Travelling above the streets could be just the ticket to ending Moscow’s transport woes.
A system of cable cars could flit along above street level, leaving the cars standing and the creaking metro system to trundle along, jam-packed, below ground.
The idea has caught on in a few places around the world. The system’s fans list speed, affordability and ecology among its virtues and plans are afoot to bring it to the Russian capital and Yekaterinburg.
A car with a view
Gennady Kustarev, member of the Russian Academy of Engineering and one of the developers of Kanatonoe Metro (the Cable metro) is full of enthusiasm.
“[Passengers] are guaranteed high speed and beautiful views from the windows, soaring above the bustle of the city is like a dream come true. And up there it is very quiet, the car silently glides over the ropes, you can sit, talk or listen to music,” he told Moskovsky Komsomolets.
Medellin in Columbia, Singapore, Barcelona and others have them and Yekaterinburg announced it was seriously considering them this year.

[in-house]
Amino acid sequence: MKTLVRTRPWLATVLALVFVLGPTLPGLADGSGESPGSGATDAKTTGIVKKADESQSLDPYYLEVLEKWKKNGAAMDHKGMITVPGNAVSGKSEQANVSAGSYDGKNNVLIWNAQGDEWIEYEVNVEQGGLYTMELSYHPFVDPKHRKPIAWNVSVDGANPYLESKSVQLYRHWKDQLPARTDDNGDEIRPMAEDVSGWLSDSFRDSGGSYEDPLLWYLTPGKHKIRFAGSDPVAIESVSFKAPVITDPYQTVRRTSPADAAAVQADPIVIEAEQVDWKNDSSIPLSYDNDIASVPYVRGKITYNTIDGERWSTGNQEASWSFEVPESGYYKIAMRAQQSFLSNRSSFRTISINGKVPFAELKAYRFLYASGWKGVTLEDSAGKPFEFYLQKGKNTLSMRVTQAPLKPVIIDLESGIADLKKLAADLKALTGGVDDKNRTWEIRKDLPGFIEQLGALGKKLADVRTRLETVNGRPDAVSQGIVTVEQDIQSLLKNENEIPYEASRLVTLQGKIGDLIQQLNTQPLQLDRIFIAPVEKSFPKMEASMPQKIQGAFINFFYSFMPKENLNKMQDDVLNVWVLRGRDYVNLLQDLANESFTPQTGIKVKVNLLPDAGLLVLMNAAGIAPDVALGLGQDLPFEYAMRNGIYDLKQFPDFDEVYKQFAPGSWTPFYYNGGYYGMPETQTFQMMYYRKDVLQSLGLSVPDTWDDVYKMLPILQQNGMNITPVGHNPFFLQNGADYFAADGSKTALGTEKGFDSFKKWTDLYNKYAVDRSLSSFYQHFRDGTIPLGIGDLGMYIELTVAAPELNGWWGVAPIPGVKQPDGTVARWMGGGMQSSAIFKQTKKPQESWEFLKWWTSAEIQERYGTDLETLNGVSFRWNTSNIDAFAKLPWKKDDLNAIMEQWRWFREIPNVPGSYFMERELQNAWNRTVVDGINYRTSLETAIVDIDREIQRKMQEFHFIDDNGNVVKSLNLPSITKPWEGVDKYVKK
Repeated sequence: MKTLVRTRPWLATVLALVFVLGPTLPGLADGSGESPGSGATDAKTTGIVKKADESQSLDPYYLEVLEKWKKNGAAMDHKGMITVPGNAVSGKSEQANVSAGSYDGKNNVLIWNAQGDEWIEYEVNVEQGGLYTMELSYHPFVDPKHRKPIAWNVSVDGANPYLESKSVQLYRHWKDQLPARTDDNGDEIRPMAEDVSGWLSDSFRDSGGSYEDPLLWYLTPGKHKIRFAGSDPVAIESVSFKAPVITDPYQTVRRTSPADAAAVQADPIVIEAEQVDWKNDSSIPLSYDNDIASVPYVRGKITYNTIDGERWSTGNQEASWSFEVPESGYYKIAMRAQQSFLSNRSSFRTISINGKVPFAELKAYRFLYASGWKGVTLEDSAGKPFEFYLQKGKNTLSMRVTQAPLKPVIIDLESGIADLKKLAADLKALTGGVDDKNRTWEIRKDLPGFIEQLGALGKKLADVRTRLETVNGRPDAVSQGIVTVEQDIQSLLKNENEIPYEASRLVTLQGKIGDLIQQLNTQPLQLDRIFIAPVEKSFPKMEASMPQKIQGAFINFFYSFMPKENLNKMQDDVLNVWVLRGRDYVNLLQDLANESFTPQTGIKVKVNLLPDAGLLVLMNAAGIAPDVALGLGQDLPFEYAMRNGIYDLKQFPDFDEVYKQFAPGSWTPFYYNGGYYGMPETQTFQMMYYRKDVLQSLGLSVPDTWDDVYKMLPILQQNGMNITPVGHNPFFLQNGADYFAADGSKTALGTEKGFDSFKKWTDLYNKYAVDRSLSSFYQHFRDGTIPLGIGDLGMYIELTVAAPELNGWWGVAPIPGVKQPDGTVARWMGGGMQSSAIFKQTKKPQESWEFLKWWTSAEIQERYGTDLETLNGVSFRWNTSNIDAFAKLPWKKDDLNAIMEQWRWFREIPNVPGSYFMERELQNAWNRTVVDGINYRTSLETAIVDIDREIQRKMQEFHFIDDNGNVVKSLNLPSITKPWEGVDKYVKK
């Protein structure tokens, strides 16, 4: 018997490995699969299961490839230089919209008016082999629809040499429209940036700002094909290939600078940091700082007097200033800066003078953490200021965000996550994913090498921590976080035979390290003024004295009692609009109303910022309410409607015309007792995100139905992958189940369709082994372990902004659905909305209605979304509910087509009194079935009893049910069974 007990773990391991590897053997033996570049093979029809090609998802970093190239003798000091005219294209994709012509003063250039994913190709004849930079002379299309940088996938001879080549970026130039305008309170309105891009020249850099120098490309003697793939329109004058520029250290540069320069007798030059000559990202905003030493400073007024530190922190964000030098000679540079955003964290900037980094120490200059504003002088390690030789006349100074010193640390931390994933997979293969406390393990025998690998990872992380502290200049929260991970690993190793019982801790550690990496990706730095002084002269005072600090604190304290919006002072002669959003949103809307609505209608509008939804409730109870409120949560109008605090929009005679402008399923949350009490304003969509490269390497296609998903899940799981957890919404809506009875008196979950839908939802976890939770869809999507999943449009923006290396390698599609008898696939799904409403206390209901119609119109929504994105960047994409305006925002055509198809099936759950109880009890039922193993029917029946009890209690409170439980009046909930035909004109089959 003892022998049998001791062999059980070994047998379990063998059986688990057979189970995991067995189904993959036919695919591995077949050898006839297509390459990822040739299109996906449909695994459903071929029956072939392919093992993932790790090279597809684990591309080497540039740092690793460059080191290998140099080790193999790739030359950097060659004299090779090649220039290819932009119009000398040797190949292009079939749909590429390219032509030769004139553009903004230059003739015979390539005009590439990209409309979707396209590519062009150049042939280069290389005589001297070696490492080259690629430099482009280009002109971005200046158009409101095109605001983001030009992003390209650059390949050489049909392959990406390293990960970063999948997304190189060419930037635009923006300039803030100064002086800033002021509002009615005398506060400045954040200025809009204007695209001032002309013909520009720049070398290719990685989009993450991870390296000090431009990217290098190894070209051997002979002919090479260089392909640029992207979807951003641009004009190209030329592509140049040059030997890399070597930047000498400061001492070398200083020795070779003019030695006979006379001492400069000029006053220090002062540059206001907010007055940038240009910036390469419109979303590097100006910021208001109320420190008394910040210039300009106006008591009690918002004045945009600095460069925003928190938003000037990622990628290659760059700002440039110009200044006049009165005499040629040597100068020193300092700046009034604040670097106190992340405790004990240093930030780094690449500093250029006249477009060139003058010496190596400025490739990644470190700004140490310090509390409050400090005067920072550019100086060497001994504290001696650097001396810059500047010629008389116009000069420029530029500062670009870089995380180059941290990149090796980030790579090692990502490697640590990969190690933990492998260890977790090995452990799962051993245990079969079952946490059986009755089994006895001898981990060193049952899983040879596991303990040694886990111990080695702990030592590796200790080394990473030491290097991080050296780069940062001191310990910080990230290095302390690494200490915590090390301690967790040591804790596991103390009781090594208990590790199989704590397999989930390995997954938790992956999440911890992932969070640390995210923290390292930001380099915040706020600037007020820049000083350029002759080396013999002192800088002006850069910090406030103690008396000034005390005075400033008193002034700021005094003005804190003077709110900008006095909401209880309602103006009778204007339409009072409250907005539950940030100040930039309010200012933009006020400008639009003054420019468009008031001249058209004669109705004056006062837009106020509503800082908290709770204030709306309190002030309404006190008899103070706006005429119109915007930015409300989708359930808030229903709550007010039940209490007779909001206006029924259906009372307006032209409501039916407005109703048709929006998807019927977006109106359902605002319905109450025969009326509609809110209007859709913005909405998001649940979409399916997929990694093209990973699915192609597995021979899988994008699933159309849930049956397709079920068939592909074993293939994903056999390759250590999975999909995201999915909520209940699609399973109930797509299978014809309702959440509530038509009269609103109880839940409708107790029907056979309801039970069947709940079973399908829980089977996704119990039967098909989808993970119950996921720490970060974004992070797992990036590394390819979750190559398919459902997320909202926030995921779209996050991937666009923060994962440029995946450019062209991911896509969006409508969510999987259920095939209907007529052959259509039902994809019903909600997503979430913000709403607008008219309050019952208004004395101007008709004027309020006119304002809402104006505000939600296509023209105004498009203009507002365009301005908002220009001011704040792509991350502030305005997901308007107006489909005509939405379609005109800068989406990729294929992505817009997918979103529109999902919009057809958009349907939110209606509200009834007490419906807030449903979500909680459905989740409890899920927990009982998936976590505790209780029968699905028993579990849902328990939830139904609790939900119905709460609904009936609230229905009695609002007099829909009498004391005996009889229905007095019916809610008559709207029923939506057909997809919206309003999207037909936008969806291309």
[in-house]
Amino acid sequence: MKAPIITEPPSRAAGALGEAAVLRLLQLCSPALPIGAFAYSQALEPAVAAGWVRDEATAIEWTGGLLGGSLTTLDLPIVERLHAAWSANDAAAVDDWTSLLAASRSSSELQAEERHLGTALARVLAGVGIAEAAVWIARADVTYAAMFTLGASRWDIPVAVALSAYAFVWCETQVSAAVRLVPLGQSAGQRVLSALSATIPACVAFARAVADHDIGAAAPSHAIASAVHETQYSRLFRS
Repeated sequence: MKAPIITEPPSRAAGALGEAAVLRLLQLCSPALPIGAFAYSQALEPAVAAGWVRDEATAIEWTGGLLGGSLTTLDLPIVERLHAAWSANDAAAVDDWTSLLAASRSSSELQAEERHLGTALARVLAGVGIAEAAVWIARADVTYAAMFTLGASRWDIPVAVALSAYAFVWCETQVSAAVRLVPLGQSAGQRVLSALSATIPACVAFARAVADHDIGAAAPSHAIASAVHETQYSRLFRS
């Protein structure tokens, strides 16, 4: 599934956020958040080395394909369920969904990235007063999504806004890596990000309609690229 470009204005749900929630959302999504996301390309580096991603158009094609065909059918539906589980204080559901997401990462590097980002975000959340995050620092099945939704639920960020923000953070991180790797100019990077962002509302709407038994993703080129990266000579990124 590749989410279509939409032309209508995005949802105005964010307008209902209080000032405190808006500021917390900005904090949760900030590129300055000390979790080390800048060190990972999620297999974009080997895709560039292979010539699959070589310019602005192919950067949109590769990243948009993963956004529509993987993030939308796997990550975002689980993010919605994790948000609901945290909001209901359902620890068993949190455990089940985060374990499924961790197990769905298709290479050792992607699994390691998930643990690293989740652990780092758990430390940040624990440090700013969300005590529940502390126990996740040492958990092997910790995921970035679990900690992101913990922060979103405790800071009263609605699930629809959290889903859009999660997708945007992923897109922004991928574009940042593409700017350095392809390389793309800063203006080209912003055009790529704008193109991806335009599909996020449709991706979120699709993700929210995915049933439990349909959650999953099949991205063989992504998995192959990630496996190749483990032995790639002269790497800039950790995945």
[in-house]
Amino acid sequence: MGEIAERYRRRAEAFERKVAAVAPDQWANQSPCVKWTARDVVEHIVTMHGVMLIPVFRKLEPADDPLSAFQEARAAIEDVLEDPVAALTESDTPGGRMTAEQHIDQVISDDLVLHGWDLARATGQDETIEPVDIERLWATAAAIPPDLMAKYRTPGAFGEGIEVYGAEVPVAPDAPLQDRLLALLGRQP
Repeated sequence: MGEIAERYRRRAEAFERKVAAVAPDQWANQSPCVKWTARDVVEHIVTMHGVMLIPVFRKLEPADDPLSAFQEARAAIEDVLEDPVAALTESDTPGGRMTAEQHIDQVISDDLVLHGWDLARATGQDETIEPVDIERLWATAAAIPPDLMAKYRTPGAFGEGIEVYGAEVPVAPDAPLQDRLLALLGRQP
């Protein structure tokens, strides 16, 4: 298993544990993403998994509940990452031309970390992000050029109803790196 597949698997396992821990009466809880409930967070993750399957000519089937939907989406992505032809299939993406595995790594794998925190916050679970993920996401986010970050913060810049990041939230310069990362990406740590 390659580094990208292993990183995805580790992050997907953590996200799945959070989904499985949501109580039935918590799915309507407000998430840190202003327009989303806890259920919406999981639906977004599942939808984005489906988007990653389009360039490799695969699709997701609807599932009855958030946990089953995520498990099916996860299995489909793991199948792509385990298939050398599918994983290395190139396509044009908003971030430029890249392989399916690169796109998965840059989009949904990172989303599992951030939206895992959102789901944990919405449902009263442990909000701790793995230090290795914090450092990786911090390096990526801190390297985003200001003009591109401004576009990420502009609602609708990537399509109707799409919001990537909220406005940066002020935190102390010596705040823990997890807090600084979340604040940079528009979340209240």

However, the Barcelona cable car system is a short network linking Montjuic with the harbour rather than any kind of city-wide transport service. The Catalan capital sticks to more conventional metro, rail and bus services for that.
Off the streets
“The problem with Russian cities is that they were built and planned without taking into account the fact that every family would own two or three cars,” Kustarev said.
Moscow has now almost exhausted its transport options on the ground, making it “time to explore the space above our heads,” he said.
No roads or tracks means no bridges and that makes cable cars easy to accommodate and quick to build.
Extending the metro can go so far but extending the tracks is an expensive and time-consuming process and rising fear of terror attacks poses questions of convenient evacuation.
Safety is another cable car advantage, maintains Kustarev. Although the cable cars are suspended 10-12 metres above ground there are only small ventilation holes and no windows to jump out of and no flammable materials anywhere near. “Look how many people fall on the rails in the metro each year,” he pointed out.
No tracks mean no need to clear away snow and ice and freezing rain does not pose a threat.
“The system is the cleanest out there. And this has already been proven, funicular railways have already existed for 150 years in the most extreme places, in mountains and glaciers. And chiefly, this form of transport will not interfere with existing ones,” Kustarev said.
Flaws in the plan
But questions still hover. Moscow’s monorail was hailed as the same thing and never got far beyond an outpost in the north of the city, being slow, expensive and too far from the centre to be much use to commuters.